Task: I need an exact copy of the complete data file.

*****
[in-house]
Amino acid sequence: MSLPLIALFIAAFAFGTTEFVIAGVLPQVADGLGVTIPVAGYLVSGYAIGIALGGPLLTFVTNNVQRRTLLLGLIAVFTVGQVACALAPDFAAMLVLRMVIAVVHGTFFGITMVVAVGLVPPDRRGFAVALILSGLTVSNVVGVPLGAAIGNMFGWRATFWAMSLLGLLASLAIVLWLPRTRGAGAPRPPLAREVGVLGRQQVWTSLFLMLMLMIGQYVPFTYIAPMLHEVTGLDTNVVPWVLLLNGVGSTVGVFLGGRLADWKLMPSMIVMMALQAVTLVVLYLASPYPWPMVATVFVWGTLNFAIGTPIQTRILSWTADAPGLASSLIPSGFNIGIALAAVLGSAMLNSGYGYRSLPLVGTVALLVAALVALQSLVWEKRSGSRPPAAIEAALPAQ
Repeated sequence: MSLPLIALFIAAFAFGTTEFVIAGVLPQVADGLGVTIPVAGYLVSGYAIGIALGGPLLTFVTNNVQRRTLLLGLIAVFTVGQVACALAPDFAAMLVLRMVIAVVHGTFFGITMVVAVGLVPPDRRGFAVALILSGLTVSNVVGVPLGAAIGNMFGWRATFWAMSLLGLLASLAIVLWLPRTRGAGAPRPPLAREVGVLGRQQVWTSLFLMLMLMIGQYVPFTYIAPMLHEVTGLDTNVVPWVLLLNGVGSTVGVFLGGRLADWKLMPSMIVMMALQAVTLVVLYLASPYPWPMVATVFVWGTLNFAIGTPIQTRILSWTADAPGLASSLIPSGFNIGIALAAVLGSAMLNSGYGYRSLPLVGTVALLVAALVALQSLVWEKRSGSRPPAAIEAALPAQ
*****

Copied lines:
[in-house]
Amino acid sequence: MSLPLIALFIAAFAFGTTEFVIAGVLPQVADGLGVTIPVAGYLVSGYAIGIALGGPLLTFVTNNVQRRTLLLGLIAVFTVGQVACALAPDFAAMLVLRMVIAVVHGTFFGITMVVAVGLVPPDRRGFAVALILSGLTVSNVVGVPLGAAIGNMFGWRATFWAMSLLGLLASLAIVLWLPRTRGAGAPRPPLAREVGVLGRQQVWTSLFLMLMLMIGQYVPFTYIAPMLHEVTGLDTNVVPWVLLLNGVGSTVGVFLGGRLADWKLMPSMIVMMALQAVTLVVLYLASPYPWPMVATVFVWGTLNFAIGTPIQTRILSWTADAPGLASSLIPSGFNIGIALAAVLGSAMLNSGYGYRSLPLVGTVALLVAALVALQSLVWEKRSGSRPPAAIEAALPAQ
Repeated sequence: MSLPLIALFIAAFAFGTTEFVIAGVLPQVADGLGVTIPVAGYLVSGYAIGIALGGPLLTFVTNNVQRRTLLLGLIAVFTVGQVACALAPDFAAMLVLRMVIAVVHGTFFGITMVVAVGLVPPDRRGFAVALILSGLTVSNVVGVPLGAAIGNMFGWRATFWAMSLLGLLASLAIVLWLPRTRGAGAPRPPLAREVGVLGRQQVWTSLFLMLMLMIGQYVPFTYIAPMLHEVTGLDTNVVPWVLLLNGVGSTVGVFLGGRLADWKLMPSMIVMMALQAVTLVVLYLASPYPWPMVATVFVWGTLNFAIGTPIQTRILSWTADAPGLASSLIPSGFNIGIALAAVLGSAMLNSGYGYRSLPLVGTVALLVAALVALQSLVWEKRSGSRPPAAIEAALPAQ